A complete outline and reference page need to be submitted to your after 6 days
12 pages (approximately 3200â€“3500 words)
Present your research in the form of an academic research paper with a clear thesis statement, research questions or objectives, review of related literature and other evidence, and an analytical conclusion that supports your evidence in answering the research question(s).
Cite all sources used within the paper and provide a complete reference list at the end of the paper, using a standard academic style such as MLA, APA, or Chicago. Please consult the Course Informationâ€™s guide to writing essays for more information
Use both primary and secondary sources in your research. Primary sources are works produced by government departments, such as policy statements, acts, discussion documents, annual reports, and departmental website information. Newspapers and magazines as well as websites of news organizations, such as the CBC and BBC, are also good sources. You should also use at least six secondary sources: critical peer-reviewed academic papers and texts. You may include course readings, but use at least four outside sources as well.
Choose one of the following topics (either A or B) for your research paper
Topic A: History, Public Information, Manipulation, Propaganda
The late Washington Post publisher Phil Graham referred to journalism as a â€œfirst rough draft of history.â€ Many journalists like to think they are producing public information of vital importance for citizens. But journalists and their media organizations sometimes use the ideal of public information as a rhetorical justification for manipulation and propaganda (whether commercial or political).
Write a research paper describing the interplay of freedom and responsibility in news production (providing examples). Your paper should:
- Consider the circumstances under which reporters may agree or disagree on facts
- Consider the circumstances that make it acceptable (or not) for governments or media organizations themselves to place limits on freedom of speech
- Discuss the distinctions between truth and truthfulness
- Consider whether it is normal/abnormal that journalists report from a particular â€œpoint of viewâ€
As well, based on the readings in this course, differentiate between journalism, public information, manipulative discourse (with your own definitions), and propaganda and suggest solutions for journalists who want to work free of propaganda and censorship.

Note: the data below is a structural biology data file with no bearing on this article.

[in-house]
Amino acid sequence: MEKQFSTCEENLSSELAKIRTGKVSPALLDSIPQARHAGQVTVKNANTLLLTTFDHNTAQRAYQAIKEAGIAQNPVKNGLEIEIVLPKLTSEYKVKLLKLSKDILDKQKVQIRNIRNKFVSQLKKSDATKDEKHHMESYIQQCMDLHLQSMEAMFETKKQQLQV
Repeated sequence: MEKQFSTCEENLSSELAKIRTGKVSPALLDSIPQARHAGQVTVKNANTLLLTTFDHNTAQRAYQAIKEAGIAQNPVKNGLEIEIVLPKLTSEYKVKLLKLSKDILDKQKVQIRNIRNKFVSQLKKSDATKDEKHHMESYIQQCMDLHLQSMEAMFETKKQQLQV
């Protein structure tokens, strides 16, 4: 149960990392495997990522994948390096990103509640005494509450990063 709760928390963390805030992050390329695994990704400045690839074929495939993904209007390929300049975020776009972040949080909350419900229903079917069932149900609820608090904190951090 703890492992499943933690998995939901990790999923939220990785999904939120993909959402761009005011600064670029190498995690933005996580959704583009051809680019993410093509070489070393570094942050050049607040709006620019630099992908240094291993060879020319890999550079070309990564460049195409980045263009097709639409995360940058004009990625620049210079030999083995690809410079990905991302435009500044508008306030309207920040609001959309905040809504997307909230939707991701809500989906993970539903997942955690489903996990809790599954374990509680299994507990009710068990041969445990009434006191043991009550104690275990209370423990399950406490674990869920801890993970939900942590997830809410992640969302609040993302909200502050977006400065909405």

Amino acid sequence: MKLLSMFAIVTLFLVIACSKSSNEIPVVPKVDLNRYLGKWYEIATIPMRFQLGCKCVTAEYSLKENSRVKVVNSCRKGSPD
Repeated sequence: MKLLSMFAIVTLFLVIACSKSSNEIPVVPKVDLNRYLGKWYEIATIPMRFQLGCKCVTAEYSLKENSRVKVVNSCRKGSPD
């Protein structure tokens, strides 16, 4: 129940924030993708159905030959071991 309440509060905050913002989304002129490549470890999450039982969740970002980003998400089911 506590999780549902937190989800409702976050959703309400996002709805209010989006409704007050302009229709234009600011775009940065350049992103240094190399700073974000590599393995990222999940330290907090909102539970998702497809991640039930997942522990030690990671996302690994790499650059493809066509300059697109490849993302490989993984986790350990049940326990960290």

Topic B: The Theory and Practice of Codes and Standards
Choose three journalistic codes of ethics from Canada, the United States, Europe, and/or the Middle East. Ensure at least one of your choices is from a newspaper code and at least one is from broadcasting, so that you can highlight similarities and differences. Critique several examples of reporting by media organizations that have stated their support for these codes of ethics. Critically examine two different media (newspapers, magazines, radio, TV, or the Internet) to distinguish between their specific cultures, technological constraints, and possibilities. Examine the specific ethical challenges posed by each medium. Critically examine how news organizations are regulated by external organizations and how they regulate themselves. If you write about new media such as the Internet (online editions of news media, blogs, etc.), consider whether they are opening the way for a more interactive kind of journalism, and whether such innovative practices could make journalism more accountable, responsible, and ethical, or whether they could have the opposite effect.
Consider these questions when writing your research paper:
- What are the key ethical issues raised by journalism as public information, as manipulative discourse, and as propaganda?
- Is there a gap between the theory and the practice of codes and standards? If so, do you consider the gap normal or abnormal?
- How has the broader social, political, and economic environment shaped professional standards for journalists and their media organizations?
- What are the outstanding or future issues for ethical journalism that still need to be addressed by individual journalists and their media organizations?